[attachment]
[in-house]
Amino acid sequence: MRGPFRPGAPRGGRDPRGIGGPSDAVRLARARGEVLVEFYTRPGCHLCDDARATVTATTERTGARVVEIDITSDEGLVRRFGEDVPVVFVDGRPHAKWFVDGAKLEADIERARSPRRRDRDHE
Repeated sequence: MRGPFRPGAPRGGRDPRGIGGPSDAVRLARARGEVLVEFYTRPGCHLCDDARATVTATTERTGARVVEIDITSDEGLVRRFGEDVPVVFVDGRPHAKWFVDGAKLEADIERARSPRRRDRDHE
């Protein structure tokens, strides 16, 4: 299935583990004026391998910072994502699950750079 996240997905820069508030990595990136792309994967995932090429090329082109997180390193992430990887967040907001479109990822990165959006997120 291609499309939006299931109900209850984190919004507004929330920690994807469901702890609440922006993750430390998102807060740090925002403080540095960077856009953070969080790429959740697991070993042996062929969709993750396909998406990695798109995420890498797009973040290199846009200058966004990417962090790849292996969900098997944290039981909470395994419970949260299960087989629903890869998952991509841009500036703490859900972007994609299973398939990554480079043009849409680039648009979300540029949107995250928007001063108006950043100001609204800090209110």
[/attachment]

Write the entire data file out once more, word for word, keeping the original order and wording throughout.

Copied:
[in-house]
Amino acid sequence: MRGPFRPGAPRGGRDPRGIGGPSDAVRLARARGEVLVEFYTRPGCHLCDDARATVTATTERTGARVVEIDITSDEGLVRRFGEDVPVVFVDGRPHAKWFVDGAKLEADIERARSPRRRDRDHE
Repeated sequence: MRGPFRPGAPRGGRDPRGIGGPSDAVRLARARGEVLVEFYTRPGCHLCDDARATVTATTERTGARVVEIDITSDEGLVRRFGEDVPVVFVDGRPHAKWFVDGAKLEADIERARSPRRRDRDHE
């Protein structure tokens, strides 16, 4: 299935583990004026391998910072994502699950750079 996240997905820069508030990595990136792309994967995932090429090329082109997180390193992430990887967040907001479109990822990165959006997120 291609499309939006299931109900209850984190919004507004929330920690994807469901702890609440922006993750430390998102807060740090925002403080540095960077856009953070969080790429959740697991070993042996062929969709993750396909998406990695798109995420890498797009973040290199846009200058966004990417962090790849292996969900098997944290039981909470395994419970949260299960087989629903890869998952991509841009500036703490859900972007994609299973398939990554480079043009849409680039648009979300540029949107995250928007001063108006950043100001609204800090209110």